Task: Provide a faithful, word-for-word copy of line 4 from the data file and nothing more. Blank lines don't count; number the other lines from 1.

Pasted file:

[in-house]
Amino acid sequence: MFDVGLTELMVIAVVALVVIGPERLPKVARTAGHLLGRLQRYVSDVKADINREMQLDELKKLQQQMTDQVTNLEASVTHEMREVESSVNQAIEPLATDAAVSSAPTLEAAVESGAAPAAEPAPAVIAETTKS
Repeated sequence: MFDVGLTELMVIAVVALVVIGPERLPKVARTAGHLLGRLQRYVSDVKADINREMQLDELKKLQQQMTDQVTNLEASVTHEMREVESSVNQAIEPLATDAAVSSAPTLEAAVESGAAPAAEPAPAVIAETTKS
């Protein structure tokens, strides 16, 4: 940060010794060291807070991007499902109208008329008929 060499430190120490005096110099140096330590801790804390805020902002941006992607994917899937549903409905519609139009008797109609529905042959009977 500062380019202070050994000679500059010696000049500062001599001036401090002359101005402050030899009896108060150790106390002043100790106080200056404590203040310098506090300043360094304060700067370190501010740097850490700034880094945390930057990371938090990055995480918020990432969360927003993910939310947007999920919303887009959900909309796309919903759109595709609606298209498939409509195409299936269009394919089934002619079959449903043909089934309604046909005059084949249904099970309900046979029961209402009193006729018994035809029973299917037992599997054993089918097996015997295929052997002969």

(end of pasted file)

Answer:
């Protein structure tokens, strides 16, 4: 940060010794060291807070991007499902109208008329008929 060499430190120490005096110099140096330590801790804390805020902002941006992607994917899937549903409905519609139009008797109609529905042959009977 500062380019202070050994000679500059010696000049500062001599001036401090002359101005402050030899009896108060150790106390002043100790106080200056404590203040310098506090300043360094304060700067370190501010740097850490700034880094945390930057990371938090990055995480918020990432969360927003993910939310947007999920919303887009959900909309796309919903759109595709609606298209498939409509195409299936269009394919089934002619079959449903043909089934309604046909005059084949249904099970309900046979029961209402009193006729018994035809029973299917037992599997054993089918097996015997295929052997002969």